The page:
27 November 2013 A series of short radio dramas focused on increasing awareness of the difficulties faced by refugees and migrants in South Africa are to be broadcast on community stations throughout the country during the national 16 Days of Activism for No Violence against Women and Children campaign, which started on Monday. The radio series are an attempt to highlight why these communities are particularly vulnerable to gender-based violence. These communities also face challenges when accessing care and treatment services, says Deborah Walter of CMFD Productions, a Johannesburg-based media consultancy that helped produce the series. While all women and girls face challenges reporting any kind of violence, refugees and migrants face added barriers of language, lack of knowledge of local systems and rights, not knowing where to go, few support systems, and at times xenophobic responses, Walter said in a statement on Tuesday.Care centres Change the Story: Refugees and Migrants Speak Against Gender-Based Violence was produced by CMFD on behalf of Sonke Gender Justice Network, a non-governmental organisation working to “achieve gender equality, prevent gender-based violence and reduce the spread of HIV and the impact of Aids”. Sonke has been working with the Department of Justice and Constitutional Development to promote awareness of the Thuthuzela Care Centres, which have been established by the government as innovative one-stop facilities offering comprehensive services to victims. Migrants and refugees are often reluctant to take things further as they are aware of stigma as well as afraid of getting into more trouble, Walter says. “The care centres offer them safe alternatives, and Sonke Gender Justice is trying to encourage refugees and migrants to seek out help if they need it.” A group of 20 refugees, migrants and South Africans collaborated to develop, write, and voice the three mini-dramas. Working together “We created the storylines based on the real-life experiences told during the workshop – about what has happened to themselves, their friends, their family,” Walter said. “The mixed group of South Africans and non-South Africans stood together to stay no to gender violence, no to sexual violence and domestic abuse. Working together, we can change the stories, to create a norm where violence is no longer tolerated, regardless of where anyone is from.” The dramas are accompanied by a series of discussion guides for radio presenters to help them create stories and host discussions. Sonke Gender Justice will distribute packages that include CDs as well as the guides to community radio stations. The three dramas are available as MP3s that may be downloaded free from www.cmfd.org SAinfo reporter and CMFD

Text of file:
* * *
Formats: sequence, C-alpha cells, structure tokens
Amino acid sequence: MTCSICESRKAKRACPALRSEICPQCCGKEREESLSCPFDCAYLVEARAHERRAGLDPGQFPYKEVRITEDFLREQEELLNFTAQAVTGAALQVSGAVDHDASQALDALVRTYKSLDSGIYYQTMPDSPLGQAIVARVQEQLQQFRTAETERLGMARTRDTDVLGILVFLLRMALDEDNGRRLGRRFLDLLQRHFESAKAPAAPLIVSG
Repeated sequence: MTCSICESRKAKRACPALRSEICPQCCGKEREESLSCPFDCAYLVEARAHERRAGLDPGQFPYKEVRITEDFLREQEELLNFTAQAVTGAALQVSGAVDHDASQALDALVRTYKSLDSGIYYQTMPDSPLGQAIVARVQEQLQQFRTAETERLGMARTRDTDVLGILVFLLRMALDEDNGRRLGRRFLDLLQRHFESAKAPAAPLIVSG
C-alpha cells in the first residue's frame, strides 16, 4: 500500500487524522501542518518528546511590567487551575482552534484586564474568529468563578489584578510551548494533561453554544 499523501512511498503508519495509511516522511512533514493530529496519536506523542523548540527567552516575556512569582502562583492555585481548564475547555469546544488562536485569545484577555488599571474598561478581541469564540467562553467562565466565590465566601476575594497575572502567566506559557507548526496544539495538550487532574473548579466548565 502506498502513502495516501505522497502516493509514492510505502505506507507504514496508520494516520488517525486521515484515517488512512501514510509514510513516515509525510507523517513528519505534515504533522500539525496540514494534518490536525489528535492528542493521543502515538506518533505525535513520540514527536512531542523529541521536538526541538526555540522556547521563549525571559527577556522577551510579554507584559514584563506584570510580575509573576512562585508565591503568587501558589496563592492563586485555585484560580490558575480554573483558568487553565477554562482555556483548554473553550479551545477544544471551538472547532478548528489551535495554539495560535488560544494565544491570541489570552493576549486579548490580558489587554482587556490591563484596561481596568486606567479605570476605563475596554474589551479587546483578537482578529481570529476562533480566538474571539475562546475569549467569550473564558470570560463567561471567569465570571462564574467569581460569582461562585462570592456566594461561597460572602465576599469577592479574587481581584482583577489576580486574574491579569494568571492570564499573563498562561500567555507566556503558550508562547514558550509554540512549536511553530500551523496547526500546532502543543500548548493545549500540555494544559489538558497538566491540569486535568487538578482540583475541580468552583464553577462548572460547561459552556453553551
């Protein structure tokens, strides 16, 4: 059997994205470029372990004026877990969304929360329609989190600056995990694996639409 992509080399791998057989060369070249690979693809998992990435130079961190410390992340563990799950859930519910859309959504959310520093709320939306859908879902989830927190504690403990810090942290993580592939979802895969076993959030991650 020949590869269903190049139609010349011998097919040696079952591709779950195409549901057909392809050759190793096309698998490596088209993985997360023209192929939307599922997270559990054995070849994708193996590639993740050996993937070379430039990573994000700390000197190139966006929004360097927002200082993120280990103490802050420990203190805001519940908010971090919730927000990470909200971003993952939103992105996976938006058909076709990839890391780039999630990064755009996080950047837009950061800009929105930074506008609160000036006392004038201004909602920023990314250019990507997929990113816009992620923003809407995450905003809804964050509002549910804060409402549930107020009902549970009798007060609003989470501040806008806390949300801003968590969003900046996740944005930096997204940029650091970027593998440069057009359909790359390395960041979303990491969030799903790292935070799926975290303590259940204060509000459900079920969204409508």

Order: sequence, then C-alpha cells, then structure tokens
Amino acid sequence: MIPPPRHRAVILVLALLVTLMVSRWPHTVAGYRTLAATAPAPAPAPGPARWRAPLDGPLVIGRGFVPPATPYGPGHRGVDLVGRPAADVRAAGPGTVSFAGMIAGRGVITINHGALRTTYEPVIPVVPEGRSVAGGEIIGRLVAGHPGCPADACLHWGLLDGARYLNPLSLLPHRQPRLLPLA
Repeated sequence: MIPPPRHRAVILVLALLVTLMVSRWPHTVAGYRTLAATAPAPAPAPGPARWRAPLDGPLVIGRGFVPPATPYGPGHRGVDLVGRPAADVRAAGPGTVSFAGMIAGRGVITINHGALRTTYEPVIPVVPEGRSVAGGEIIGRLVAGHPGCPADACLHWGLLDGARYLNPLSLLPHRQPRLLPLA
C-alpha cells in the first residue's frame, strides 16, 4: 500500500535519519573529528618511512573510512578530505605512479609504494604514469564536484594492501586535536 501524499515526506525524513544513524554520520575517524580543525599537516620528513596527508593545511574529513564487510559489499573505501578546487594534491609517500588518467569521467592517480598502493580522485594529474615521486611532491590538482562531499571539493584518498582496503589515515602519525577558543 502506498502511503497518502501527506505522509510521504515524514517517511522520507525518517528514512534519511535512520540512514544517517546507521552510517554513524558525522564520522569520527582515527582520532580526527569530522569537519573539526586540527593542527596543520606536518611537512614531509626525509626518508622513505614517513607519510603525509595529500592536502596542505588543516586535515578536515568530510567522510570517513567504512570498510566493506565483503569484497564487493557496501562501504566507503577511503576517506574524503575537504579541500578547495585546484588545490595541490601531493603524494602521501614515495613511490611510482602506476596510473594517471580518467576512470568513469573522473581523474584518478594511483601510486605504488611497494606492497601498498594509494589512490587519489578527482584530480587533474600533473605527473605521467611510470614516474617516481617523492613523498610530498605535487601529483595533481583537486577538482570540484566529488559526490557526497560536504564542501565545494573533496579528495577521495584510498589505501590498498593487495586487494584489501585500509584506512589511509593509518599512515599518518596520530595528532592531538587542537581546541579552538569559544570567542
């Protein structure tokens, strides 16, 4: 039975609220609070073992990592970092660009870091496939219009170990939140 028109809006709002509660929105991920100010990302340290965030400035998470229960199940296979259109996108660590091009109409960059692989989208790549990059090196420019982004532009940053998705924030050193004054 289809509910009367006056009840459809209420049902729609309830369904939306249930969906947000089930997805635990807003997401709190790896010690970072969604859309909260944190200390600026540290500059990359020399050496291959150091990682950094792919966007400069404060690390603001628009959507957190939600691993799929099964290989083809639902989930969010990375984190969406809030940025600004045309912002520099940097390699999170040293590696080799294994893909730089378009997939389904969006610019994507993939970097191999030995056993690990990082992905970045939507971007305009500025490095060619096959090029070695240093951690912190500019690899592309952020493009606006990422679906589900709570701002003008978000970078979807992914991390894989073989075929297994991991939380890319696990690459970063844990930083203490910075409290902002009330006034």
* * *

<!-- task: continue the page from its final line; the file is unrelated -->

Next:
zoom Maritime and Port Authority of Singapore (MPA) has temporarily suspended the harbour craft licences of five bunker tankers due to irregularities with the vessels’ piping fixtures, an MPA spokesperson said.Investigations are currently being carried out, however, during the suspension these bunker tankers will not be allowed to conduct any bunker deliveries, ship-to-ship operations or leave the port of Singapore, the spokesperson told World Maritime News in a statement.All five bunker tankers aboard which the irregularities were discovered are operated by Singapore-based bunkering services provider Panoil Petroleum Pte Ltd.The company currently operates 11 vessels, according to data provided on its website.At the beginning of 2017, MPA Singapore issued 51 companies with bunker survey licence to operate in the Port of Singapore which are valid from January 1, 2017 to December 31, 2017.Since the licensing scheme was first announced in October 2014, MPA has been engaging the bunker surveying industry on the details of the scheme. The licensing scheme will raise the standards of bunker surveying companies and allow MPA to have greater regulatory oversight of bunker surveying companies and bunker surveyors, the authority earlier said.